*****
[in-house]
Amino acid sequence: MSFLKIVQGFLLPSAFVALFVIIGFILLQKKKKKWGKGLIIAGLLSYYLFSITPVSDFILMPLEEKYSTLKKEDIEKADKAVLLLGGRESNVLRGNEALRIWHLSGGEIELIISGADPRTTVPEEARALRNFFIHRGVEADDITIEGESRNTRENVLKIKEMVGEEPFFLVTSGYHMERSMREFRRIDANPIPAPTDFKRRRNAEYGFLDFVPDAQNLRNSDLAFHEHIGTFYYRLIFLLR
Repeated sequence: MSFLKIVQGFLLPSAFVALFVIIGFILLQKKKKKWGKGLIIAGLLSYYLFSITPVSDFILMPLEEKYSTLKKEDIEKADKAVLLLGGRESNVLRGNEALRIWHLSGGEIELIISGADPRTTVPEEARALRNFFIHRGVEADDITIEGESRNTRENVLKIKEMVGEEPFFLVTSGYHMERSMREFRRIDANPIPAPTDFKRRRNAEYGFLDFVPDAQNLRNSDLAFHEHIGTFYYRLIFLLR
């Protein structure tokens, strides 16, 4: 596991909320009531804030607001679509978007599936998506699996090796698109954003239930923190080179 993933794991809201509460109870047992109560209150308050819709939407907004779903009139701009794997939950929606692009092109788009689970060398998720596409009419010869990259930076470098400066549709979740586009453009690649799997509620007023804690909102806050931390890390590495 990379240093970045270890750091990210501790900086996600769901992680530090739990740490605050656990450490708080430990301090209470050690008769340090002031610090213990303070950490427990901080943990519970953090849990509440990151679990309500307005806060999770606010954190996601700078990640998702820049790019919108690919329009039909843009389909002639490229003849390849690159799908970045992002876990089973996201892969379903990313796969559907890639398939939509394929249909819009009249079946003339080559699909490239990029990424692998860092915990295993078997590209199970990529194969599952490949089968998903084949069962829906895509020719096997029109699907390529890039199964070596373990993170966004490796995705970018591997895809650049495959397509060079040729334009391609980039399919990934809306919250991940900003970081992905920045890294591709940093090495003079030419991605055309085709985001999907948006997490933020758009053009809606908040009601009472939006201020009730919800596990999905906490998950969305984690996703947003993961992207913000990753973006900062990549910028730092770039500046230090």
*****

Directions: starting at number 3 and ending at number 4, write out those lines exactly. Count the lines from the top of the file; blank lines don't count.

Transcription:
Repeated sequence: MSFLKIVQGFLLPSAFVALFVIIGFILLQKKKKKWGKGLIIAGLLSYYLFSITPVSDFILMPLEEKYSTLKKEDIEKADKAVLLLGGRESNVLRGNEALRIWHLSGGEIELIISGADPRTTVPEEARALRNFFIHRGVEADDITIEGESRNTRENVLKIKEMVGEEPFFLVTSGYHMERSMREFRRIDANPIPAPTDFKRRRNAEYGFLDFVPDAQNLRNSDLAFHEHIGTFYYRLIFLLR
């Protein structure tokens, strides 16, 4: 596991909320009531804030607001679509978007599936998506699996090796698109954003239930923190080179 993933794991809201509460109870047992109560209150308050819709939407907004779903009139701009794997939950929606692009092109788009689970060398998720596409009419010869990259930076470098400066549709979740586009453009690649799997509620007023804690909102806050931390890390590495 990379240093970045270890750091990210501790900086996600769901992680530090739990740490605050656990450490708080430990301090209470050690008769340090002031610090213990303070950490427990901080943990519970953090849990509440990151679990309500307005806060999770606010954190996601700078990640998702820049790019919108690919329009039909843009389909002639490229003849390849690159799908970045992002876990089973996201892969379903990313796969559907890639398939939509394929249909819009009249079946003339080559699909490239990029990424692998860092915990295993078997590209199970990529194969599952490949089968998903084949069962829906895509020719096997029109699907390529890039199964070596373990993170966004490796995705970018591997895809650049495959397509060079040729334009391609980039399919990934809306919250991940900003970081992905920045890294591709940093090495003079030419991605055309085709985001999907948006997490933020758009053009809606908040009601009472939006201020009730919800596990999905906490998950969305984690996703947003993961992207913000990753973006900062990549910028730092770039500046230090």